With one in three schools in Syria either completely destroyed or damaged, renovating them is vital for the continuity of education.
Many children out of school
Now in its 12th year, the Syria conflict has taken a devastating toll on education. 2.4 million children remain out of school and one in three schools can no longer be used. For those who are able to continue their education, they end up learning in overcrowded classrooms in schools that lack basic services such as water and sanitation, electricity and ventilation.
With humanitarian funding from the European Union, the Danish Refugee Council (DRC) works to support crisis-affected students and schools in Syria with rehabilitation of schools to ensure students return to safe and accessible schools that have proper educational environments.
In the case of the Waleed Al-Najjar’s school in Homs, the school was found lacking in even the most basic infrastructure. Without windows, doors, water outlets and bathrooms, the school remained closed, and students were forced to walk longer distances to schools in other neighbourhoods.
Mariam, Yumen, Farah and Raghad are four friends who were among the students making their way to a school that is far away from their homes.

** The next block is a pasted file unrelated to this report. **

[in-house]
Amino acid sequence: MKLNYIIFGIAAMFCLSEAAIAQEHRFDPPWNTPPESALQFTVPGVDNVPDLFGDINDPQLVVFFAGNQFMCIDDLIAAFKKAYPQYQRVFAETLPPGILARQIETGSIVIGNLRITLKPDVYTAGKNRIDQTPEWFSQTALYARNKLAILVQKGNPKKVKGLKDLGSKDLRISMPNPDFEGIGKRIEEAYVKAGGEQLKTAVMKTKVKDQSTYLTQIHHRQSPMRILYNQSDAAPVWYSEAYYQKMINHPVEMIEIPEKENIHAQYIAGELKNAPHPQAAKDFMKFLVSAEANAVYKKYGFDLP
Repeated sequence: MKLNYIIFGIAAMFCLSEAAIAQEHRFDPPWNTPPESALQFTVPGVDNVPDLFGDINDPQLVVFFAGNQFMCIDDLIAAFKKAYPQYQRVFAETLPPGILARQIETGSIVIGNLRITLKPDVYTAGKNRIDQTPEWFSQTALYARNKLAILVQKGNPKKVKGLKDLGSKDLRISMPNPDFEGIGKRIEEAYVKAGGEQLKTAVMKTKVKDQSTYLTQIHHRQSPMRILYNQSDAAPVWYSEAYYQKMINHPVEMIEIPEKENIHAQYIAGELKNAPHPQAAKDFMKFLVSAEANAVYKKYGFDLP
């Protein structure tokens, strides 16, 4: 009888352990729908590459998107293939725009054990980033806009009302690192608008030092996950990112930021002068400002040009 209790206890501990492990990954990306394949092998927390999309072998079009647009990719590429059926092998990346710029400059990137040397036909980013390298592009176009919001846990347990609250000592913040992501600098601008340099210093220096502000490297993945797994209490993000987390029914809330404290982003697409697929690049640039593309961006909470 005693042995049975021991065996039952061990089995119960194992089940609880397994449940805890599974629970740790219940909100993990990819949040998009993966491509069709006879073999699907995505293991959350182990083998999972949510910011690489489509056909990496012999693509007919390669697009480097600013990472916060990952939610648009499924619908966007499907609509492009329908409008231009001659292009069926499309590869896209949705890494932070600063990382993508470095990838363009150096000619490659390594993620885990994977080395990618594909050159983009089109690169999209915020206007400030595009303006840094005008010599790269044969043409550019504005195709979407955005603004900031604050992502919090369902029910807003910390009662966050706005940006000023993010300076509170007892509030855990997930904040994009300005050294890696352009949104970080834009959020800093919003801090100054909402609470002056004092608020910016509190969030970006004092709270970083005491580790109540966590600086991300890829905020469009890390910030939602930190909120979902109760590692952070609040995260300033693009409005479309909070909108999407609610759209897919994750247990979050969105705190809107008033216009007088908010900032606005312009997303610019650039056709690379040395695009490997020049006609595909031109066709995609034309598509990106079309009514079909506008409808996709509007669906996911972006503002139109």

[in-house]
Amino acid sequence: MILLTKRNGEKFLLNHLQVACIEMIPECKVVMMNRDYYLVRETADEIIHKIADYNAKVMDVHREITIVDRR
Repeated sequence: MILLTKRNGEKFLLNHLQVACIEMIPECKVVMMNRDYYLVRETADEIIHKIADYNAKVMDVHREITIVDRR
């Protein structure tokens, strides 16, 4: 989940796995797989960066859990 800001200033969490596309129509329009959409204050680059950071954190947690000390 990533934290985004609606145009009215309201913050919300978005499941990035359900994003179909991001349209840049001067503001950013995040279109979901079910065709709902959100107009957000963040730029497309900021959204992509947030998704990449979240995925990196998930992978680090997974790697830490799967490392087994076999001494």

The trip was too difficult and risky for us as students. It was hard to walk all this distance, every day.
Schools is ready to open
To help the four friends and those who live in their area, and in coordination with the Ministry of Education, DRC supported the rehabilitation of the school and provided the equipment needed to ensure the continuity of education.
“My house overlooks the school. I have been watching you every day, hoping that you will finish as soon as possible so we can go back to it,” said Mariam.
Today, the school is finally ready to open its doors to thousands of students.
“Everything is great. The benches, classrooms, washing facilities and the children zone – they all make our school better and help us to get a proper education in a lovely and safe environment,” said Farah excitedly.
Girls go back to school
Sanaa Mhedli school in Homs has seen better days as the conflict in the area had left the school damaged and made the lives of the 1,300 female students attending the school harder.
“As the principal of the school, I met with a large number of female students who had no access to facilities like bathrooms and benches,” said Sanaa Ibrahim, the school’s principal.
Good hygiene in the schools
To ensure students can learn in a healthy environment that meets their needs, DRC supported the rehabilitation of washrooms in the school, provided benches for the students and improved access to child-friendly facilities.
“We now have enough bathrooms for the number of students. This will much improve the hygiene conditions. The benches will also help the children be comfortable as they learn,” said Sanaa with a smile.